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September 30 – October 3, 2013 – At sea, en route to the Marshall Islands

September 30 – October 3, 2013 – At sea, en route to the Marshall Islands

Very pleasant days and nights, sailing smoothly southeast toward the Marshall Islands – beautiful, balmy weather in the middle of the Pacific. Hundreds of miles from the nearest land.








1125 nautical miles from Hawaii, 590 nautical miles to Majuro, Marshall Islands.

I have mentioned in previous blogs how much we enjoy the lecturers on these voyages. We attended a lecture on the origin of the peoples of this area, a subject which I have long been curious about and in which I have an interest. This area of the Pacific is divided roughly into three general areas, Micronesia, Melanesia, and Polynesia. We have traveled through this area of the world twice before, and I had been curious about the differences in the people, the languages, and the customs. Unlike the Caribbean, where these things were strongly influenced by the colonial powers owning the islands, these differences seemed to be more inherent, more indigenous. The lecturer, Joseph Kess, a former professor of Asian and Pacific Island cultures, cleared much of this up.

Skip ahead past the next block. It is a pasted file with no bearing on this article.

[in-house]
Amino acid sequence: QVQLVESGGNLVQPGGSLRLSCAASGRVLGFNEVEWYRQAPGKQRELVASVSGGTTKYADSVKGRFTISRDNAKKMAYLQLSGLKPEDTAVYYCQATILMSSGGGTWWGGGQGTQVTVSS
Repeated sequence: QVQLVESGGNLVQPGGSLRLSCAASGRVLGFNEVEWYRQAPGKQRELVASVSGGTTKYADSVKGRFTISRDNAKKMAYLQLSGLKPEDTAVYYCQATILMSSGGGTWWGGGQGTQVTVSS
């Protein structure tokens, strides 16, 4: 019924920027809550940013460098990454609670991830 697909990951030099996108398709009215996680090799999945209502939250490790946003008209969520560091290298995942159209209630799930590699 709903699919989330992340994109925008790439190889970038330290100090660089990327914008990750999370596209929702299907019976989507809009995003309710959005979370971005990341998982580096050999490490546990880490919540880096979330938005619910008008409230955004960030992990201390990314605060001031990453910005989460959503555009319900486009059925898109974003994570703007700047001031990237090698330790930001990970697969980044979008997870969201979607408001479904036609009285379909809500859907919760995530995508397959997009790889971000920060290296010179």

There were apparently two broad waves of migration to this area, the first by darker skinned peoples who settled the areas of New Guinea and Fiji, now known as Melanesia, plus Australia, where their descendants are the Aborigines of Australia. The second broad wave of migration was lighter skinned peoples, settling the areas now known as Micronesia and Polynesia. Micronesia so named because it is made up of mostly very small islands and Polynesia so named because of the large number of islands.


The Polynesian area, which most of us are more familiar with, is often called the Polynesian triangle, and extends from New Zealand to Hawaii to Easter Island. Anyone who has visited these places has surely noticed the typical Polynesian men, from the Maori’s in New Zealand, to the Samoans, to the Hawaiians. There are also an abundance of these guys in the NFL.

We are headed toward Majuro Island, capital of The Marshall Islands, in Micronesia.

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